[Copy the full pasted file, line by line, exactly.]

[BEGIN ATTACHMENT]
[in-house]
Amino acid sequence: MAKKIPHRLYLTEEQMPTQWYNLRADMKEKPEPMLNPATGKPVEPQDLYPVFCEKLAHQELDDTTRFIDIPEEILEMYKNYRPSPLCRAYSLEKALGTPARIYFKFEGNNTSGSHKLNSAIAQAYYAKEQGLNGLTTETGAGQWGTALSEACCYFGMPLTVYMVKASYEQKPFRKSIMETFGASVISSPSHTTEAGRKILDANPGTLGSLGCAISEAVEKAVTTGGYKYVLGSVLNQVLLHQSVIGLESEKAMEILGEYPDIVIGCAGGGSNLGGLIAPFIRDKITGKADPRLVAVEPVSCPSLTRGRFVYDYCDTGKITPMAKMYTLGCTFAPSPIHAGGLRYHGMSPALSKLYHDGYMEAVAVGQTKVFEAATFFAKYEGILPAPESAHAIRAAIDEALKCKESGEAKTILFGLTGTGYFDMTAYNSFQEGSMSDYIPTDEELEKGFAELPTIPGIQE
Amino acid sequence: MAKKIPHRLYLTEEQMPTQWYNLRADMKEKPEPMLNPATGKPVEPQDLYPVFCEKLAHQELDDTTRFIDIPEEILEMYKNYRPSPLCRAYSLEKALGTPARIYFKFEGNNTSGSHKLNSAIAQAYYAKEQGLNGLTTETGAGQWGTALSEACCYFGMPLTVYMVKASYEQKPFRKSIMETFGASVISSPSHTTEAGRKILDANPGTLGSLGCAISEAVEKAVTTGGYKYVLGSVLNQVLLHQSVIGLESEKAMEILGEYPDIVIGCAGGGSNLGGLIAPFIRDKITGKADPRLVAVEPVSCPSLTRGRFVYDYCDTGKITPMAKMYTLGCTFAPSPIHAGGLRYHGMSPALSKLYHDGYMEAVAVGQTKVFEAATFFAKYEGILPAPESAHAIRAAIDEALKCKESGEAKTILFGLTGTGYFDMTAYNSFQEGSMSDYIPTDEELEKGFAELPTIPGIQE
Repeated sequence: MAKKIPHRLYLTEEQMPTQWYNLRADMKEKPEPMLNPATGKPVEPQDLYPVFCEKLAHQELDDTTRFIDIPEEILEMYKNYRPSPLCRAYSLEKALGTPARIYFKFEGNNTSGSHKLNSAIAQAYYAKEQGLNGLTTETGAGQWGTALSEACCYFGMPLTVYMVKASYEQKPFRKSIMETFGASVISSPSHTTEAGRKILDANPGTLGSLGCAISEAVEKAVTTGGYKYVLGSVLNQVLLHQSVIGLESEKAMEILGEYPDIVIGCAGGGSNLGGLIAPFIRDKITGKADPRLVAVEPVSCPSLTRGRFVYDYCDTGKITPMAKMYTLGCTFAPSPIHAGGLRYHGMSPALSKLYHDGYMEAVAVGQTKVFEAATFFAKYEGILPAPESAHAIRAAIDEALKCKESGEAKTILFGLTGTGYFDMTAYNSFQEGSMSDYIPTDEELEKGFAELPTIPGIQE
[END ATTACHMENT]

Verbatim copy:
[in-house]
Amino acid sequence: MAKKIPHRLYLTEEQMPTQWYNLRADMKEKPEPMLNPATGKPVEPQDLYPVFCEKLAHQELDDTTRFIDIPEEILEMYKNYRPSPLCRAYSLEKALGTPARIYFKFEGNNTSGSHKLNSAIAQAYYAKEQGLNGLTTETGAGQWGTALSEACCYFGMPLTVYMVKASYEQKPFRKSIMETFGASVISSPSHTTEAGRKILDANPGTLGSLGCAISEAVEKAVTTGGYKYVLGSVLNQVLLHQSVIGLESEKAMEILGEYPDIVIGCAGGGSNLGGLIAPFIRDKITGKADPRLVAVEPVSCPSLTRGRFVYDYCDTGKITPMAKMYTLGCTFAPSPIHAGGLRYHGMSPALSKLYHDGYMEAVAVGQTKVFEAATFFAKYEGILPAPESAHAIRAAIDEALKCKESGEAKTILFGLTGTGYFDMTAYNSFQEGSMSDYIPTDEELEKGFAELPTIPGIQE
Amino acid sequence: MAKKIPHRLYLTEEQMPTQWYNLRADMKEKPEPMLNPATGKPVEPQDLYPVFCEKLAHQELDDTTRFIDIPEEILEMYKNYRPSPLCRAYSLEKALGTPARIYFKFEGNNTSGSHKLNSAIAQAYYAKEQGLNGLTTETGAGQWGTALSEACCYFGMPLTVYMVKASYEQKPFRKSIMETFGASVISSPSHTTEAGRKILDANPGTLGSLGCAISEAVEKAVTTGGYKYVLGSVLNQVLLHQSVIGLESEKAMEILGEYPDIVIGCAGGGSNLGGLIAPFIRDKITGKADPRLVAVEPVSCPSLTRGRFVYDYCDTGKITPMAKMYTLGCTFAPSPIHAGGLRYHGMSPALSKLYHDGYMEAVAVGQTKVFEAATFFAKYEGILPAPESAHAIRAAIDEALKCKESGEAKTILFGLTGTGYFDMTAYNSFQEGSMSDYIPTDEELEKGFAELPTIPGIQE
Repeated sequence: MAKKIPHRLYLTEEQMPTQWYNLRADMKEKPEPMLNPATGKPVEPQDLYPVFCEKLAHQELDDTTRFIDIPEEILEMYKNYRPSPLCRAYSLEKALGTPARIYFKFEGNNTSGSHKLNSAIAQAYYAKEQGLNGLTTETGAGQWGTALSEACCYFGMPLTVYMVKASYEQKPFRKSIMETFGASVISSPSHTTEAGRKILDANPGTLGSLGCAISEAVEKAVTTGGYKYVLGSVLNQVLLHQSVIGLESEKAMEILGEYPDIVIGCAGGGSNLGGLIAPFIRDKITGKADPRLVAVEPVSCPSLTRGRFVYDYCDTGKITPMAKMYTLGCTFAPSPIHAGGLRYHGMSPALSKLYHDGYMEAVAVGQTKVFEAATFFAKYEGILPAPESAHAIRAAIDEALKCKESGEAKTILFGLTGTGYFDMTAYNSFQEGSMSDYIPTDEELEKGFAELPTIPGIQE